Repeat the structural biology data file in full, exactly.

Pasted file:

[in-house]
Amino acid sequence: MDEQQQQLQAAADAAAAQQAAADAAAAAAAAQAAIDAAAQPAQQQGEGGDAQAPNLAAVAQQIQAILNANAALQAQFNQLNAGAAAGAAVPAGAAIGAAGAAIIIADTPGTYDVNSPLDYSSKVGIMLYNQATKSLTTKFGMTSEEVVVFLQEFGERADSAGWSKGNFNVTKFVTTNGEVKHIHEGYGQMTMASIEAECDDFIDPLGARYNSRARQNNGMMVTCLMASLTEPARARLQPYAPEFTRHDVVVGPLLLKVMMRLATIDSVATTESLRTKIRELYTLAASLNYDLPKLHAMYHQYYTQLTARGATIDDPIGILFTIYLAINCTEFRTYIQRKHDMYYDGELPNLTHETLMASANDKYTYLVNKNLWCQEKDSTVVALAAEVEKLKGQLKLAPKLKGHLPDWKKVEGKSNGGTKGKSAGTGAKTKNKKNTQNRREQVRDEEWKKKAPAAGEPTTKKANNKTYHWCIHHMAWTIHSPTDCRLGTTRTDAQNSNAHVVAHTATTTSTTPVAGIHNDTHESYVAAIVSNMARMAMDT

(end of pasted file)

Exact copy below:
[in-house]
Amino acid sequence: MDEQQQQLQAAADAAAAQQAAADAAAAAAAAQAAIDAAAQPAQQQGEGGDAQAPNLAAVAQQIQAILNANAALQAQFNQLNAGAAAGAAVPAGAAIGAAGAAIIIADTPGTYDVNSPLDYSSKVGIMLYNQATKSLTTKFGMTSEEVVVFLQEFGERADSAGWSKGNFNVTKFVTTNGEVKHIHEGYGQMTMASIEAECDDFIDPLGARYNSRARQNNGMMVTCLMASLTEPARARLQPYAPEFTRHDVVVGPLLLKVMMRLATIDSVATTESLRTKIRELYTLAASLNYDLPKLHAMYHQYYTQLTARGATIDDPIGILFTIYLAINCTEFRTYIQRKHDMYYDGELPNLTHETLMASANDKYTYLVNKNLWCQEKDSTVVALAAEVEKLKGQLKLAPKLKGHLPDWKKVEGKSNGGTKGKSAGTGAKTKNKKNTQNRREQVRDEEWKKKAPAAGEPTTKKANNKTYHWCIHHMAWTIHSPTDCRLGTTRTDAQNSNAHVVAHTATTTSTTPVAGIHNDTHESYVAAIVSNMARMAMDT